The Null Device
When people refer to politicians as “pigfuckers”, they're usually speaking metaphorically. However, if recent revelations in the Daily Mail about David Cameron, the Prime Minister of the UK, are true, this may not necessarily always be the case. The revelations, from a biography of Cameron by Tory grandee Lord Ashcroft, allege that, as part of an initiation into the Piers Gaveston Society, a posh dining club at Oxford, Cameron had performed a sexual act with the head of a pig. (This does not come as a complete surprise: Cameron is known to have been a member of other clubs for young aristocrats behaving badly—the Bullingdon Society, who famously trash restaurants and then, sneering, throw down a bag of cash to cover the damage, and whose initiation allegedly involves burning a £50 note in front of a beggar, are a well-known one—however, until now, all such claims were considerably less sexually weird.) Charlie Brooker, for one, has denied having had any knowledge of this incident when he wrote the Black Mirror episode in which a vaguely Cameronoid Prime Minister is blackmailed into having sex with a pig on television.
On one hand, one has to feel sorry for Cameron. He brought in the bedroom tax, routed the Lib Dems, and accomplished numerous other things in office, but none call him Dave the Bedroom Taxer, Dave, Vanquisher of the Lib Dems, or Dave, Scourge of the Scroungers. And yet if you interfere sexually with one pig in your student days, you'll be living it down forever. Chances are that headline writers will be squeezing in pig-related puns into Cameron-related copy well into his occasional post-retirement appearances, much in the way that US theocrat Rick Santorum's appearances end up saddled with fluid-related puns.
The satirical Marxist tubthumper Sam Kriss (who's sort of the China Miéville of blogging) suggests that rituals such as this one serve a purpose: to forge solidarity among our rulers:
It seems that the higher up you go in society, the more cruel and grotesque the ritual becomes. There's an obvious reason for all this: for the upper classes, good connections really matter. If you're going to have a secret society, first you need to have a secret. Whether it's singing in screechy adolescent Hebrew or corpse-eating and pig fucking, these initiations help bind people together, and a student society in which everyone knows that everyone else has done something unspeakable to a piece of ham is bound to stay close afterwards. If anyone breaks ranks, or acts against the interests of the collective, they can be instantly exposed. Groups like the Bullingdon and the Piers Gaveston societies are not just rugby clubs for the ultra-rich, a vehicle for youthful excess; they're a way of fostering ruling class solidarity.Others have taken a more sympathetic approach, framing the entire system by which the traditional ruling elite of the United Kingdom raise their scions as a form of prolonged child abuse; from the brutal caning practiced in public schools (all the better to beat the empathy and tenderness out of a boy, forging him into the sort of steely-eyed beast of prey who would, unflinching, give the order to raze a village of fuzzy-wuzzies should it stand in the way of Empire) through to the hazing rituals in institutions, from military academies to elite university clubs.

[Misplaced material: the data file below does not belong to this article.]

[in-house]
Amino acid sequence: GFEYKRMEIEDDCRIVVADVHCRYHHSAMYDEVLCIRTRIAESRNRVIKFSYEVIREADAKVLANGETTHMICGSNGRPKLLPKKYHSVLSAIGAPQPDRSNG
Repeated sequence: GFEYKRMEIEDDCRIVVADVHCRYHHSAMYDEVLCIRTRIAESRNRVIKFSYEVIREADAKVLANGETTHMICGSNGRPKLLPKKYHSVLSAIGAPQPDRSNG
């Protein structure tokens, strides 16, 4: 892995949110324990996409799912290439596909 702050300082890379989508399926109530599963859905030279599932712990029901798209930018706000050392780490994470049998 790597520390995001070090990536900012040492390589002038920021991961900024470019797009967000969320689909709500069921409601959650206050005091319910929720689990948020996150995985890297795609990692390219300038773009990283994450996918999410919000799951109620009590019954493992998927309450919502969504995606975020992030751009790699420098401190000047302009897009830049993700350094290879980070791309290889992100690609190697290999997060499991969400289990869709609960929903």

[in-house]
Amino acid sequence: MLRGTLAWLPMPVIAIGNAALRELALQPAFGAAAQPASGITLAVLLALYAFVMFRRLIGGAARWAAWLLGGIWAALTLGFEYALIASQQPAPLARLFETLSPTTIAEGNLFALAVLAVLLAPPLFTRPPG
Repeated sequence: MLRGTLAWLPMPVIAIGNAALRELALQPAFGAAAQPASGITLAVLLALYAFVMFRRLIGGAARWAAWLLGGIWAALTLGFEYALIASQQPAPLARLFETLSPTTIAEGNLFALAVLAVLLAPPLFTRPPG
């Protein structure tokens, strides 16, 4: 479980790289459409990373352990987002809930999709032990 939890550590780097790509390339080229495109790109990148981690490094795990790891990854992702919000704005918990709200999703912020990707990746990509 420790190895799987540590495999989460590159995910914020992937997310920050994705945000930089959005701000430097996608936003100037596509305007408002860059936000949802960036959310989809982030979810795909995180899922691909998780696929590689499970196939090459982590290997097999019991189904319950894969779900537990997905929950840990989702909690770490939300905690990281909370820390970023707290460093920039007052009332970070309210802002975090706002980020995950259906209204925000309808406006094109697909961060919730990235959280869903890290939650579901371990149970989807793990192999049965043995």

Perhaps, once the tittering over the grotesque sexual slapstick of it all has died down, one thing that will emerge from this incident is the renewed question of what exactly our superiors, the men born to govern us, are like, and what sorts of rulers the system that forms them is geared to produce. Parts are already known; the idea of la vice anglais, the penchant for judges, officers, high-ranking politicians and other prominent Englishmen to have (as a result for having passed through puberty in a public school) a penchant for being spanked by a dominatrix, is a hoary old cliché. like something from a bawdy farce one might find in an antiquarian bookshop. This new incident brings the question beneath this trope into the spotlight, raising the suggestion that there is a secret culture among the men who govern Britain and have done so for centuries, and it is a weird, dark and disturbing one. Are we ruled by the psychologically scarred survivors and perpetrators of various forms of debauched ritualistic abuse, and if so, how else may it have affected the country and its institutions? (Some of the other recent stories—such as the allegations of senior figures protecting paedophile rings—paint a disturbing picture.)
If nothing else, this incident (let's call it “the Prosciutto Affair”) could subtly alter the British public's relationship with traditional authority; perhaps every time somebody sees a High Court Justice or a bishop in the House of Lords, a senior police officer talking about the need for new laws, or some representative of the Royal Family outlining some detail of royal protocol, the first thought that will occur will be “Did he...?” Sexual relations with dead livestock could, in the public imagination, become the new Freemasonry.
And in Australia, there is a new Prime Minister—the fifth in a decade—as Malcolm Turnbull wins a Liberal Party leadership spill, ousting Tony Abbott.
On one hand, it must suck to be Abbott right now, having become the shortest-serving Australian prime minister since Harold Holt (and yes, shorter than That Woman), and, more to the point, missing out by a few days on the generous pension former prime ministers are entitled to. It's particularly wretched timing for him; one wonders whether he chose it to escalate any disloyalty from his underlings into a personal attack on his livelihood, or whether he became so unpopular that those who deposed him decided to teach him a lesson in the process; a condemned despot so unpopular that a firing squad of his peers, without a word said between them, unanimously decided to “accidentally” aim for the wrong side of his chest. (Having said that, there is a limit to how much pity one can feel for him, given that he is bound to land, quite comfortably, on his feet. After all, the coal industry takes care of its own, and if anyone was its own, it would have been Abbott.) In any case, here's the relevant First Dog On The Moon cartoon.